The Treasury has launched a fresh bid to end the practice where corrupt officials claim salaries on behalf of “ghost employees” — workers who have died, retired or deserted their duties — through restricting pay allocation to those in the core electronic payroll.
Acting Treasury Secretary Ukur Yatani says in a circular that funds for salaries will now be allocated to government and parastatal workers whose details are loaded onto the payroll system, which is technically known as Integrated Personnel Payroll Data (IPPD).
A preliminary audit found that some government ministries, State-owned agencies and commissions that employ staff like teachers continue to pay officers who are no longer in service.
The removal of ghost workers from the payroll is one of the strategies, together with a freeze in new hiring and pay increases, aimed at reducing Kenya’s ballooning public sector wage bill.
“Allocation for personnel emoluments must be supported by Integrated Personnel Payroll Data (IPPD) and each MDA will be required to provide this information to support personnel requirements," says the circular.
Analysts reckon that the State has not fully utilised the IPPD, opening a loophole for payment of non-existent workers, hence increasing the public wage bill.
"The main problem with the usage of the IPPD could very well be because of the tendency by government to come up with good plans but failing in implementation," said Renaldo Desouza, head of research at Sterling Investment Bank, which has also been preparing regular updates on public finance issues.
In 2014, a preliminary audit of the public service payroll revealed that Kenyan taxpayers were losing more than Sh1.8 billion annually in salary payments to ghost workers.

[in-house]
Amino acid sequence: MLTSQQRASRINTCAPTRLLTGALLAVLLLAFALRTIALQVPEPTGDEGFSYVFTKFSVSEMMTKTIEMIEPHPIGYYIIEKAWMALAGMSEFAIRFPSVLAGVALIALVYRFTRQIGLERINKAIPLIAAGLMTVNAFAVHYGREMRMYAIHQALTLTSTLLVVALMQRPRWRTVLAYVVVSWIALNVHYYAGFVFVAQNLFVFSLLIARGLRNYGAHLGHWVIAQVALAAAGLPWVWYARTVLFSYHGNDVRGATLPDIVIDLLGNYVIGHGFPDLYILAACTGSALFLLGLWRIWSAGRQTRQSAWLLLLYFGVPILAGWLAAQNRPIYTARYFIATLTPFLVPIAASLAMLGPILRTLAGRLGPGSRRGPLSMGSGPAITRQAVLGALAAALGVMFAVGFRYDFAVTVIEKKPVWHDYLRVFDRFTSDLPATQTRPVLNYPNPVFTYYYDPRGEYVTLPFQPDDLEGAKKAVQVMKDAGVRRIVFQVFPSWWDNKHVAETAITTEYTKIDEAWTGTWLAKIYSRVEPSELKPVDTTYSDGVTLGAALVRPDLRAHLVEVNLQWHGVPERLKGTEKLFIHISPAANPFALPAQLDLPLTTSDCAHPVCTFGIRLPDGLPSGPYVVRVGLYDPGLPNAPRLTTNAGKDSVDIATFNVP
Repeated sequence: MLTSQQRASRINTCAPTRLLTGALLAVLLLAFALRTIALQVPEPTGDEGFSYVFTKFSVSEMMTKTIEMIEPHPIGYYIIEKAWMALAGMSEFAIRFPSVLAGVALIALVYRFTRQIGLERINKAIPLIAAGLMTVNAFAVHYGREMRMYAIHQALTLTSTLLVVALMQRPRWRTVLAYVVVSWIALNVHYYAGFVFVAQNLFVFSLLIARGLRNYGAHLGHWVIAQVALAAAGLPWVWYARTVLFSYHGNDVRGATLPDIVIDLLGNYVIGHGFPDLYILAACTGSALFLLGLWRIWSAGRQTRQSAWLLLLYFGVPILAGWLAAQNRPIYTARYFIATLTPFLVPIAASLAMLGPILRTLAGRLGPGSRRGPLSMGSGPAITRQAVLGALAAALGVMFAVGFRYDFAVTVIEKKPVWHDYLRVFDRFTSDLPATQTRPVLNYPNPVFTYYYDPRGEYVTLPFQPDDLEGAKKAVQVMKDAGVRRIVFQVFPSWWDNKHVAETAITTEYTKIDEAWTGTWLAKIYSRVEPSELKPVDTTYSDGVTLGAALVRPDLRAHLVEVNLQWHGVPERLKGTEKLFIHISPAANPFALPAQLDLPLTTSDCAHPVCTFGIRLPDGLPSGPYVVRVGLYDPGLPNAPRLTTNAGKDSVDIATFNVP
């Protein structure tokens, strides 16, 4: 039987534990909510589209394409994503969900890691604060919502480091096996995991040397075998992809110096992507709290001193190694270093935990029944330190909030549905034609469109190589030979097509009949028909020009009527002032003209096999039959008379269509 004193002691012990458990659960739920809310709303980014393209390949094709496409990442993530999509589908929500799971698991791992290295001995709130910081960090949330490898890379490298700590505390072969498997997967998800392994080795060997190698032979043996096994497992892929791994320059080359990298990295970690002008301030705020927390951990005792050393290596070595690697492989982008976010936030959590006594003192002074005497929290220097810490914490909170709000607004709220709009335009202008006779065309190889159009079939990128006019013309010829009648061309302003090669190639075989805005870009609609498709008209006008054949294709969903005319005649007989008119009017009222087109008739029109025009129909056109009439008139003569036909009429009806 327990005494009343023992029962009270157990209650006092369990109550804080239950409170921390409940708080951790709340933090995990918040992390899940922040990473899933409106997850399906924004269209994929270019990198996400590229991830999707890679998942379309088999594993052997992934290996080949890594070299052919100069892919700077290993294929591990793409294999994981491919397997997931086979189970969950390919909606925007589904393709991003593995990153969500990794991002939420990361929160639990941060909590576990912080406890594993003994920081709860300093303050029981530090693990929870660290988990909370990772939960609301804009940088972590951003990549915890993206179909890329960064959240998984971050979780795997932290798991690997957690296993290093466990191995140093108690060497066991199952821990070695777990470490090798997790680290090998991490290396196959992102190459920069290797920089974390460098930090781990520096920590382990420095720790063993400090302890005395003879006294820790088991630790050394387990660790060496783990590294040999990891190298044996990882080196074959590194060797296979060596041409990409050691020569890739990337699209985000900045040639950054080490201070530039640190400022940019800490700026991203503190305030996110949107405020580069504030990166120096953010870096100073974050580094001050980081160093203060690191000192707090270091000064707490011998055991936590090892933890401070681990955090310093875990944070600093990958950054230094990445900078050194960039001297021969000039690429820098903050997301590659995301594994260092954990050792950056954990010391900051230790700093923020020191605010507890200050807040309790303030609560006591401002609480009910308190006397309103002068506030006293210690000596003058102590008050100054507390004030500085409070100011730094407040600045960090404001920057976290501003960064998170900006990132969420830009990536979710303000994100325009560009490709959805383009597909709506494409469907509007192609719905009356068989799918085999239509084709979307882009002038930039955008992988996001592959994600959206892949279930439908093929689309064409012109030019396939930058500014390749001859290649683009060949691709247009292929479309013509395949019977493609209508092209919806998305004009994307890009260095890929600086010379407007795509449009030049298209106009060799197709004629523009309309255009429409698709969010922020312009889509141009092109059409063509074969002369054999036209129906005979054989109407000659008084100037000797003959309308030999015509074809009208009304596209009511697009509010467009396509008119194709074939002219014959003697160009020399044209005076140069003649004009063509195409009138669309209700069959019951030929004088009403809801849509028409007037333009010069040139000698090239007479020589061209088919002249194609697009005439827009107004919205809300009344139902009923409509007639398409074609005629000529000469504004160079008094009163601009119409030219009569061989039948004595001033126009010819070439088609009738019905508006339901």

Kenya’s public sector wage bill stood at Sh604.3 billion in 2012, and is nearly half the Sh1.4 trillion the Kenya Revenue Authority (KRA) collected as taxes in the year to June.
The wage bill has increased 46.2 percent from Sh413 billion in 2014 on the back of a hiring spree in the counties with the onset of devolution in 2013.
The government has frozen hiring for the next three years in an austerity measure aimed at reducing the country's wage bill to free resources for development and projects like road, dams and power plants construction.
There will be no recruitment of staff in the next three years unless a ministry, State department or agency (MDA) gets the approval from the Treasury.
Mr Yatani, in a circular to all principal secretaries and other accounting officers of the national and State agencies, says there will be no costing for recruitment in the 2019-20 budget.
The directive also stops ministries from seeking funds for interns or any planned staff upgrades, meaning government workers may not get a pay rise soon.
Ministries will also be required to get written approval from the Treasury confirming availability of funds before putting a salary review request to the Salaries and Remuneration Commission (SRC).
There are an estimated 842,000 government employees including those in the Civil Service, teachers, parastatal workers and companies majority-owned by the State, up from 732,000 in 2014.